How To Confidently Transition From Saving To Spending In Retirement

While amassing a healthy nest egg to support your golden years is essential, once you’ve done it, one critical question remains: what happens next?

For many years spending and saving have gone hand in hand—and while prepping for retirement, accumulating assets may have been your primary focus. 

Now that retirement is upon you, the tables have turned: suddenly, using your portfolio to produce tax-efficient retirement income becomes a top priority. You’re working with your advisor to figure out withdrawal strategies to support your life today and preserve your wealth for tomorrow.

How can you consciously and confidently make the switch from saving to spending in retirement?

Know Your Retirement Number

You likely won’t feel confident about spending down your nest egg if you aren’t sure you have accumulated enough to support your desired retirement lifestyle. 

How much money do you need to retire?

The number varies for each person or couple depending on a myriad of factors, everything from:

  • Desired lifestyle, like where you will live, how you want to spend your time, and more. A couple downsizing to a smaller home in a quiet neighborhood may end up needing less than a couple whose goal is to take a couple of big international vacations per year, for example.
  • Health factors. Do you have a pre-existing condition that might lead to more medical spending? What’s your and your family’s health history?
  • Longevity predictions.
  • Income sources, like Social Security benefits, pension, retirement investments, real estate, cash, and more. 

You and your advisor have likely worked closely to help you define your savings goal and make a plan to get there. 

What happens if you’re a little off from your goal? There are several ways you can catch up. 

  • Delay retirement. Research concluded that working, even just a few months longer, can drastically increase your retirement savings. The National Bureau of Economic Research found that delaying retirement, even by just 3-6 months, had the same impact as saving 1 extra percentage of salary for 30 years! The same study discovered that you could increase your retirement savings by 7.75% by extending work by one year.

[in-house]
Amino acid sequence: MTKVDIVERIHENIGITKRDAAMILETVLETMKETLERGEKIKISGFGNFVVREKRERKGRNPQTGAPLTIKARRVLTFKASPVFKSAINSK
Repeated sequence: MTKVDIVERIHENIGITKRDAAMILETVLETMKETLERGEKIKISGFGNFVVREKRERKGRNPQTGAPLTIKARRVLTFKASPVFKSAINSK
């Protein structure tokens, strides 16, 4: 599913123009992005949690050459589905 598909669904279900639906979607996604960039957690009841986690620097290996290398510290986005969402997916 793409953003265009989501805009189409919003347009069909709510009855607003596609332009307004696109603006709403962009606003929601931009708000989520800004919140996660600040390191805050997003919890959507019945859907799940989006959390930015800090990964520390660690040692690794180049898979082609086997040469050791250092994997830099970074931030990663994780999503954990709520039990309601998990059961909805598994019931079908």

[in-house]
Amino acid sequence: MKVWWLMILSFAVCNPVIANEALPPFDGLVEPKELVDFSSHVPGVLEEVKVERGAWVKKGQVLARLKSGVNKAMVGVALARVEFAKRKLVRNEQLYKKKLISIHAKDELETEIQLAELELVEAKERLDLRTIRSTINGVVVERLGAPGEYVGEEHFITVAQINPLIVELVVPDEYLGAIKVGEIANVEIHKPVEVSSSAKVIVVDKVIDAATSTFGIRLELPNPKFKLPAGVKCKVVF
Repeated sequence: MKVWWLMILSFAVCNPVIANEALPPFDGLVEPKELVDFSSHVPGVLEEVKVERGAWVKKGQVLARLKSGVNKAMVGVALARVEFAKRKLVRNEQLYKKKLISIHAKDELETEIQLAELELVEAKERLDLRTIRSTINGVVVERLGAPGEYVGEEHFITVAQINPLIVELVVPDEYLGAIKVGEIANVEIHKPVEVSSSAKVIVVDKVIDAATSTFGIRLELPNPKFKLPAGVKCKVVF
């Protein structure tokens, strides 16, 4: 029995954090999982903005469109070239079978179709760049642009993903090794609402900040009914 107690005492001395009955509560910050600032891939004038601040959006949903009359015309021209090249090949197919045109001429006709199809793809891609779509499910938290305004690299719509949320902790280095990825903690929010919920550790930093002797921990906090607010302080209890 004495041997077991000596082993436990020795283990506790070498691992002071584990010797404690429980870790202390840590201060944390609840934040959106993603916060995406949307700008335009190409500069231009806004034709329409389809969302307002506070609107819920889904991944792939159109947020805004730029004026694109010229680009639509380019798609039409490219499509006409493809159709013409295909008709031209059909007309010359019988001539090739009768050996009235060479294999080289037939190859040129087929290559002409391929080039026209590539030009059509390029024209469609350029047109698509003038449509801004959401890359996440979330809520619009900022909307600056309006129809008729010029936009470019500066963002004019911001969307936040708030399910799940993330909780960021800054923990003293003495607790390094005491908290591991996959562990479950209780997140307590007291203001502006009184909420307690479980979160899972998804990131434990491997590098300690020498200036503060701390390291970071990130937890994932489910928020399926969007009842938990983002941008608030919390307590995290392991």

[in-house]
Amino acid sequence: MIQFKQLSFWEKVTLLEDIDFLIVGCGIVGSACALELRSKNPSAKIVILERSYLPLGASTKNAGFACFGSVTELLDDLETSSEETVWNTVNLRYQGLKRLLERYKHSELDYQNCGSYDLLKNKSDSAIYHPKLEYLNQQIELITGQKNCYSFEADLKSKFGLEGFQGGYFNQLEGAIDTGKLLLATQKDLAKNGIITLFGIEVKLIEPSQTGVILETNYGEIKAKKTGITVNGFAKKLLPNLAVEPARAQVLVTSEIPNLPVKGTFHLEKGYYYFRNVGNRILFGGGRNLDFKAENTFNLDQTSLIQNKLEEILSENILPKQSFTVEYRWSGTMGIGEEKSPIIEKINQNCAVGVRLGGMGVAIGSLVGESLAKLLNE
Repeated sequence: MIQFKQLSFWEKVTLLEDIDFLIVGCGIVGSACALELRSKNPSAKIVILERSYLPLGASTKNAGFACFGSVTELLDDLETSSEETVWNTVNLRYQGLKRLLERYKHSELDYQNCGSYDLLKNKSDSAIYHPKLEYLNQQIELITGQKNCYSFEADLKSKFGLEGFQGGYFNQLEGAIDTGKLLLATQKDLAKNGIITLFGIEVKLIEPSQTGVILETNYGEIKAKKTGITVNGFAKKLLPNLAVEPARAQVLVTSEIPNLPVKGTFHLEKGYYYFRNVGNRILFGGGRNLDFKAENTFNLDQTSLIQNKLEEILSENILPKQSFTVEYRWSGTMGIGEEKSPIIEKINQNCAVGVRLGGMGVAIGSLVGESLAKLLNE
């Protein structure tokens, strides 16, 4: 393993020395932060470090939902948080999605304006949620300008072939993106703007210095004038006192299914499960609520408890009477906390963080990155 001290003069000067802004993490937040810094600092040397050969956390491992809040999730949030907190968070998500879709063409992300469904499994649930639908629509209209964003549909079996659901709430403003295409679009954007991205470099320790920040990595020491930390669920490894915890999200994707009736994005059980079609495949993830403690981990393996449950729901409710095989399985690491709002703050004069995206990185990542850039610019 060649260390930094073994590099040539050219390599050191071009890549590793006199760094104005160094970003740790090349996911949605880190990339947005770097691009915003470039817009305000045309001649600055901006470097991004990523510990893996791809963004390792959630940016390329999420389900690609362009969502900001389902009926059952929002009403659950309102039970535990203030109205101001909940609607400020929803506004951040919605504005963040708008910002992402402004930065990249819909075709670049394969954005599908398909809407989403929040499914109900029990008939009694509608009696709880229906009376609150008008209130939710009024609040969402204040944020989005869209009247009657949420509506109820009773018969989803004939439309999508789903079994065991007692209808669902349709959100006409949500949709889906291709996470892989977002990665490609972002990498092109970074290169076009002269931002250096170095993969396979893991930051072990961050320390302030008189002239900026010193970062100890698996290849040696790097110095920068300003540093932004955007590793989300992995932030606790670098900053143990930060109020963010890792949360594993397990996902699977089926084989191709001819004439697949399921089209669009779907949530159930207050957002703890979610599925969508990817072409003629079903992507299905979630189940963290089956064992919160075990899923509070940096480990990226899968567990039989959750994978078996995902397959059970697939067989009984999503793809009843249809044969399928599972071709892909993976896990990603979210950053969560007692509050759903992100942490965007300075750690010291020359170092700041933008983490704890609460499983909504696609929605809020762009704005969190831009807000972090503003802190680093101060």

• Max out retirement vehicles, including catch-up contributions. For those over 50 (55 for an HSA), you can take advantage of catch-up contributions to stash away some extra savings for retirement. In 2021, you can contribute an additional $6,500 in your 401(k), $1,000 to an IRA, and $1,000 to your HSA on top of existing contribution limits.
  • Invest a lump sum. Did you come into a sizeable inheritance? What about a larger-than-expected tax refund or another considerable financial gift? If so, consider investing all or a significant portion of it for your golden years.

Once you’re confident in your retirement number and your plan to get there, you can concentrate on building a healthy retirement budget. 

Create A Concrete Spending Plan/Retirement Budget

The good financial habits you’ve cultivated throughout your life, like investing, saving, living below your means, donating to charity, etc., shouldn’t end in retirement. Retirement marks a new phase in your personal and financial life. And just about every stage of your adult life requires creating and maintaining a healthy cash flow plan, aka, a budget. 

But how can you build a budget that represents this new season? 

First, think about your current spending habits, including what will or won’t change as you retire. Retirees spend money differently. While you may not have a mortgage payment to worry about, those savings will likely be easily absorbed into your healthcare budget.